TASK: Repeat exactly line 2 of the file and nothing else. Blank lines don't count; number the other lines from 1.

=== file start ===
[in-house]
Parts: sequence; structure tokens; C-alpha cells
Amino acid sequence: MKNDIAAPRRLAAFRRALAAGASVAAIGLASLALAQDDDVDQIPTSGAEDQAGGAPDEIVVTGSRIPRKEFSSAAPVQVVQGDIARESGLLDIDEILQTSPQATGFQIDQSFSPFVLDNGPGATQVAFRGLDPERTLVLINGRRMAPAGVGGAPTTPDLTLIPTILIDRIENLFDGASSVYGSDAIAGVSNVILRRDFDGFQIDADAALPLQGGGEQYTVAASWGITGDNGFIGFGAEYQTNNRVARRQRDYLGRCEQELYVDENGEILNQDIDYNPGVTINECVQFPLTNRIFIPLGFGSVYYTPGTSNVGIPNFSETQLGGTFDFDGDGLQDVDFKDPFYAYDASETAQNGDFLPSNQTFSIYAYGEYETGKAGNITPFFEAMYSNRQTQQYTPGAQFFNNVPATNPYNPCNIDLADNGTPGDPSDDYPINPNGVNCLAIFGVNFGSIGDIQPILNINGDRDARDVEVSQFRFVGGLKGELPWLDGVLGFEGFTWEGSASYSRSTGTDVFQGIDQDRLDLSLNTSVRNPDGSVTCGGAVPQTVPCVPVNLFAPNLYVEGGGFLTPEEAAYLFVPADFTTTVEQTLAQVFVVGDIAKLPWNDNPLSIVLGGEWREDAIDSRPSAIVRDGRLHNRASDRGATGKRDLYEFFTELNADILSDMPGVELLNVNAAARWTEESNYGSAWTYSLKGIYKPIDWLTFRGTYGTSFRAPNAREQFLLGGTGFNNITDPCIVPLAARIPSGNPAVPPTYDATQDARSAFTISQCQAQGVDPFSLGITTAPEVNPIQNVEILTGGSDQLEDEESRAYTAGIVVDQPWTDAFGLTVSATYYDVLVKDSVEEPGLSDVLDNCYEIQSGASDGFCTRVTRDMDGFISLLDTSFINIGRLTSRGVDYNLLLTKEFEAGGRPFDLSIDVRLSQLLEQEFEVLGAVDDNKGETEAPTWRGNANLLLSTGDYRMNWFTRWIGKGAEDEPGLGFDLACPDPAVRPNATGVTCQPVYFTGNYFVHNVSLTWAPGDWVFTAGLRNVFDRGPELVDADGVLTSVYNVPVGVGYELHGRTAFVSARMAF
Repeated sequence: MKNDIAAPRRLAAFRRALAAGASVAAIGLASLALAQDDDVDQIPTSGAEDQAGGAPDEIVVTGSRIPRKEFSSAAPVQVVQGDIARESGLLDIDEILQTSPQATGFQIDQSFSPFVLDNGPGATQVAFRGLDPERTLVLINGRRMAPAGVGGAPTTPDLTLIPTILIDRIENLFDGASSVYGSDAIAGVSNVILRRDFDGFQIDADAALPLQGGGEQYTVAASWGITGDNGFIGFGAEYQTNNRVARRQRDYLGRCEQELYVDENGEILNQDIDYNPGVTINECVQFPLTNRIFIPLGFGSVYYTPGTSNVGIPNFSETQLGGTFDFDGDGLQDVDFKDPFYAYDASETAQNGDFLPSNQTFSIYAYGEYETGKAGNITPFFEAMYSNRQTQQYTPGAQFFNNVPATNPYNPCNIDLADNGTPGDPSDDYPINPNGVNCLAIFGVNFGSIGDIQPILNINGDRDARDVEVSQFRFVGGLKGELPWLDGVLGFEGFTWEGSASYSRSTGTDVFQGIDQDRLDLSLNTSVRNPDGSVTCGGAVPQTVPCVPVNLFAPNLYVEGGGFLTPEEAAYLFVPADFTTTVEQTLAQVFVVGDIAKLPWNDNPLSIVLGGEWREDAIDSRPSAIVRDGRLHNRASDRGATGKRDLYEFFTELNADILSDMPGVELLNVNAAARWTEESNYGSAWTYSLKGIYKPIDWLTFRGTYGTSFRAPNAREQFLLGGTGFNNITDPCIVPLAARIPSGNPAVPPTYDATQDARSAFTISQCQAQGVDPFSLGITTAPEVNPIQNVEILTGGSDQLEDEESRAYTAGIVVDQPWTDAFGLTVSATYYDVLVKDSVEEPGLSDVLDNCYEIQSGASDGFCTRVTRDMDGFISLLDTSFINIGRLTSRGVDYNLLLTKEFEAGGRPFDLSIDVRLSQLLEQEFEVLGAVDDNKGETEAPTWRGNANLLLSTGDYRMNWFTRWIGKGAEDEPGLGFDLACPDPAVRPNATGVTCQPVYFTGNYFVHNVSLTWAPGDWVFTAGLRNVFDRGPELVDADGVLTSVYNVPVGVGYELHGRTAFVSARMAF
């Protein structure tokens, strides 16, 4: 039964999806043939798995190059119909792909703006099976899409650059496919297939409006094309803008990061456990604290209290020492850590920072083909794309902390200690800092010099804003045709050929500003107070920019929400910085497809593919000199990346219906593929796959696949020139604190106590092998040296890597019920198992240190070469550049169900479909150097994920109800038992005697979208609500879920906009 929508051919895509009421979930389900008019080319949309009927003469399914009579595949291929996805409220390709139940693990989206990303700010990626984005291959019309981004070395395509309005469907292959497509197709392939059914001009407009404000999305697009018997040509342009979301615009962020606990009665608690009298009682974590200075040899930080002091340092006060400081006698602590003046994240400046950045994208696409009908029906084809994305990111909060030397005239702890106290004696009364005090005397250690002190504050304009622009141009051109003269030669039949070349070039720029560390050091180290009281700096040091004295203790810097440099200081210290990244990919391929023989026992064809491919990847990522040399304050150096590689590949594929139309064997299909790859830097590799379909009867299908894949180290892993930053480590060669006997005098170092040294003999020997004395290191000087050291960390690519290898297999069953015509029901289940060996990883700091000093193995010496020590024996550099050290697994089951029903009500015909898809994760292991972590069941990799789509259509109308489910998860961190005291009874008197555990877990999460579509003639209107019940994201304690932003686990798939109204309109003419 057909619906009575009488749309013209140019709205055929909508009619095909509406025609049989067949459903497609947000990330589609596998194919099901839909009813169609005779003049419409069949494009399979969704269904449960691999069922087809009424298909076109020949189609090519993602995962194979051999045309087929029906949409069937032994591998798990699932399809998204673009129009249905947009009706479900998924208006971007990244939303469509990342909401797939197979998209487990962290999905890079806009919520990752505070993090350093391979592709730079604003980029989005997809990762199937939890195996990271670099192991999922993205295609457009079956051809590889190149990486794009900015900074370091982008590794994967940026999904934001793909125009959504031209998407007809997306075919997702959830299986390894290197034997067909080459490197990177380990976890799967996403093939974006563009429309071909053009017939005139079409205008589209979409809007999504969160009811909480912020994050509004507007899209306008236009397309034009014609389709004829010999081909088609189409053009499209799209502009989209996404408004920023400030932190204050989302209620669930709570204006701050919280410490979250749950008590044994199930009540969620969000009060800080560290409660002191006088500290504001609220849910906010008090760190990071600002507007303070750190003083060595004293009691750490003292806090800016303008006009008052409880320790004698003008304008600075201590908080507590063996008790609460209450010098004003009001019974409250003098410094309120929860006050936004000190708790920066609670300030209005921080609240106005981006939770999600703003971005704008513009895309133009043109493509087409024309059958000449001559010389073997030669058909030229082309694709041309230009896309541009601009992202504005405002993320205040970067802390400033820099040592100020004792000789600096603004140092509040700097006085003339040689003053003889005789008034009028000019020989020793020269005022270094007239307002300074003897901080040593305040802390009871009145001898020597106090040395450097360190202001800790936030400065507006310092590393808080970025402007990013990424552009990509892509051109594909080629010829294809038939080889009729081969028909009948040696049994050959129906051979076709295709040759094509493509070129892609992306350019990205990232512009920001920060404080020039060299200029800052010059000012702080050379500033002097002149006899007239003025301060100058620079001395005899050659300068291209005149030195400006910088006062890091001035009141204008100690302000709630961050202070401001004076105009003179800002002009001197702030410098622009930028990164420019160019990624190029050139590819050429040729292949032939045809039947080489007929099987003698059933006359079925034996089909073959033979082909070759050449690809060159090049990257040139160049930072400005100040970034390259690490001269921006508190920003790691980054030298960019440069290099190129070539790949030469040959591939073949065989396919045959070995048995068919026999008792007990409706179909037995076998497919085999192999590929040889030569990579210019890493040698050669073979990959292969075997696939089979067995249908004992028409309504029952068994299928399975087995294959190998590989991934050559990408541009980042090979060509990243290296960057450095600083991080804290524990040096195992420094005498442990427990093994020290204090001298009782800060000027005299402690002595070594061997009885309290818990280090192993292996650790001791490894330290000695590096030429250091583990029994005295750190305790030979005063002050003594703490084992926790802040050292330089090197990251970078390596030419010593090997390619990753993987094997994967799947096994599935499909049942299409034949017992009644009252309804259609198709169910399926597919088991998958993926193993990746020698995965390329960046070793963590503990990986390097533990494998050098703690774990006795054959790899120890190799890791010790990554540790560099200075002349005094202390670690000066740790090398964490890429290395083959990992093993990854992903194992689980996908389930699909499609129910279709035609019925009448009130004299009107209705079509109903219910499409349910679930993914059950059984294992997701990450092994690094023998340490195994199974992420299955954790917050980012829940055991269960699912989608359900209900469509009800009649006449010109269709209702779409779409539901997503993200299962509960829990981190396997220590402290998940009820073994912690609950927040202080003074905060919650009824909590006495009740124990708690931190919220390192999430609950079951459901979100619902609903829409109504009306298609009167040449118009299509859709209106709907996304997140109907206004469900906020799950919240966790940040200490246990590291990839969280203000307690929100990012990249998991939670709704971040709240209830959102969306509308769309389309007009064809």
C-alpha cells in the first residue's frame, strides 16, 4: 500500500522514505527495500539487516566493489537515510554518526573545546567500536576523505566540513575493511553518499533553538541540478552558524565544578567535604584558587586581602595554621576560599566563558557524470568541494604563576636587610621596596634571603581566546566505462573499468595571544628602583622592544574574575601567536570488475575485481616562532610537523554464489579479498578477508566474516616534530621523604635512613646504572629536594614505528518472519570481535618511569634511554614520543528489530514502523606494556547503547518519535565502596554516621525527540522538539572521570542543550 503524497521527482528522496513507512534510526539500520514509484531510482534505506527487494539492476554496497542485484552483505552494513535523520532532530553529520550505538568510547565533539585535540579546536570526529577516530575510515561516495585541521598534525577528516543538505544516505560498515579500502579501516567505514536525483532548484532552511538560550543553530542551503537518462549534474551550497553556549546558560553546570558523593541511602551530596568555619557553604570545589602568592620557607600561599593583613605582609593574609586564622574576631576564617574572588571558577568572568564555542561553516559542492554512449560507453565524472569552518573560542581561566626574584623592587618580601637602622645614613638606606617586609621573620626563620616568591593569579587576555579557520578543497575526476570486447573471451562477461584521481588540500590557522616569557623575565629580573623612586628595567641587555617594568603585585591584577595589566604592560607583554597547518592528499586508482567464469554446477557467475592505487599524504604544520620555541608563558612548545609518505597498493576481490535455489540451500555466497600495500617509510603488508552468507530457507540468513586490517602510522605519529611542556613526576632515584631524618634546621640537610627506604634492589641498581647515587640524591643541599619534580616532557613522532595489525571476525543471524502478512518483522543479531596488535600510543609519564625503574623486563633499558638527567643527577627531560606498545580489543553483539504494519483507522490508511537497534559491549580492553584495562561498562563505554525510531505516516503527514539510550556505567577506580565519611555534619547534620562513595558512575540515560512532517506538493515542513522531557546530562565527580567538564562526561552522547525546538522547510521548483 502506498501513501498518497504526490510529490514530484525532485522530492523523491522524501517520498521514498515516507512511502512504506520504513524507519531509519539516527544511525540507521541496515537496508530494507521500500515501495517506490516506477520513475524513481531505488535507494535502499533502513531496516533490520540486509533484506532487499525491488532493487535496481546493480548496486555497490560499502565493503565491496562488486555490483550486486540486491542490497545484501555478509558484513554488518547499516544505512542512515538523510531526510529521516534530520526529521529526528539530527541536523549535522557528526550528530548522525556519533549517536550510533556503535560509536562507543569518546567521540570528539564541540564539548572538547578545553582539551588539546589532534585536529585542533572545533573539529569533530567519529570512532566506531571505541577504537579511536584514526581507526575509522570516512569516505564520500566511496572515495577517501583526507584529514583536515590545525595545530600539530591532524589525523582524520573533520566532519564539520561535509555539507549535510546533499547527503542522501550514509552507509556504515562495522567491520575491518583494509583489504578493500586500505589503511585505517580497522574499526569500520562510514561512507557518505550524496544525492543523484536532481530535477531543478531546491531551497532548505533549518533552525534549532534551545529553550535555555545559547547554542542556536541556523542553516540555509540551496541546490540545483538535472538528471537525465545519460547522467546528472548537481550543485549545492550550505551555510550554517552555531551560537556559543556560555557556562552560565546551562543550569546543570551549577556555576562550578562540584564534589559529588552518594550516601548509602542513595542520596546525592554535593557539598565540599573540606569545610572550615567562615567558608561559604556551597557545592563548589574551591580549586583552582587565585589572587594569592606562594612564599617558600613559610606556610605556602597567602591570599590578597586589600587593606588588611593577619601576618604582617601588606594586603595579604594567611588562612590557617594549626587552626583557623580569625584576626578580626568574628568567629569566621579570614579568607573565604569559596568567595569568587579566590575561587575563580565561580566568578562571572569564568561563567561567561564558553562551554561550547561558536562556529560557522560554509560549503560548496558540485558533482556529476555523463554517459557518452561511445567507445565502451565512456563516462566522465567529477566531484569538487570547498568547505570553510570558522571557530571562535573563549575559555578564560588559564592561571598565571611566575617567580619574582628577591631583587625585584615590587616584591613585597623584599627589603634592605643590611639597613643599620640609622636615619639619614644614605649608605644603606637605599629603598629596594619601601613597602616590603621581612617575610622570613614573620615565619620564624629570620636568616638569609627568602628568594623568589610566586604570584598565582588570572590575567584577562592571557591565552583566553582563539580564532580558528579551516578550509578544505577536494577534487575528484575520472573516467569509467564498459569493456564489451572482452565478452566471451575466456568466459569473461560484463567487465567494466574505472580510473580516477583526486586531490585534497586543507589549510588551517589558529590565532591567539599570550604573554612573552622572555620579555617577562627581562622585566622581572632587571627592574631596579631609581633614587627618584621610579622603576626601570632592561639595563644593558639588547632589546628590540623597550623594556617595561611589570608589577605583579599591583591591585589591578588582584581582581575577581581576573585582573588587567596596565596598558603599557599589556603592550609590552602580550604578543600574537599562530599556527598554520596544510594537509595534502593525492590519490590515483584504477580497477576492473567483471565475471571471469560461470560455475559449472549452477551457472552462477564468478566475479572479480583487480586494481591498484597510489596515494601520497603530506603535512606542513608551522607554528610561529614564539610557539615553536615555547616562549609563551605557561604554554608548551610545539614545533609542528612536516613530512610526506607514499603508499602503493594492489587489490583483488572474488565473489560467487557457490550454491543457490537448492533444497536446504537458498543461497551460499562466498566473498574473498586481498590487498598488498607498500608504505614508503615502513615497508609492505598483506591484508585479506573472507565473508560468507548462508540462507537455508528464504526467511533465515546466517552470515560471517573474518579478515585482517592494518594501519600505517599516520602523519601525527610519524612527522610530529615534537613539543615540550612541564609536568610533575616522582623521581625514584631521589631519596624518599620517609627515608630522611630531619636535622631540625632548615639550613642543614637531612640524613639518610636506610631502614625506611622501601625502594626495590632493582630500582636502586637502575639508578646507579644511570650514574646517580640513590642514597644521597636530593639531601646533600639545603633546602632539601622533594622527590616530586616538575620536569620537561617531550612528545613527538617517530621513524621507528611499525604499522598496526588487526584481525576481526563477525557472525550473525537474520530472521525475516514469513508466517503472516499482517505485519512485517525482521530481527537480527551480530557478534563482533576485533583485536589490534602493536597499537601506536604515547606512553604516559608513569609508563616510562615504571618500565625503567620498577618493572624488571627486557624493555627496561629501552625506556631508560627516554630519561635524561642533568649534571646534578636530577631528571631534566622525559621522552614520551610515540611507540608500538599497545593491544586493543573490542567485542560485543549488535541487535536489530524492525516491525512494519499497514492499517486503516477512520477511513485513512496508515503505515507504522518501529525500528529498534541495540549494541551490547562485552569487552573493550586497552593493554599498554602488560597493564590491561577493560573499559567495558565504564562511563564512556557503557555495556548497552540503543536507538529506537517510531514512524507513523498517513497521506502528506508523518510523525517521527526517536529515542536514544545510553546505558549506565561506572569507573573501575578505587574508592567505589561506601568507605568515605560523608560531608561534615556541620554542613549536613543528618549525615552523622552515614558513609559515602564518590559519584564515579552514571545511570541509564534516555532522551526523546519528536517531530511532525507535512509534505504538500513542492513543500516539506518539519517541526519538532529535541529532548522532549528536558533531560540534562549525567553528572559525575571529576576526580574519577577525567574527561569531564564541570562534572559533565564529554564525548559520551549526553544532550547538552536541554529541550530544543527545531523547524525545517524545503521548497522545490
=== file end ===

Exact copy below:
Parts: sequence; structure tokens; C-alpha cells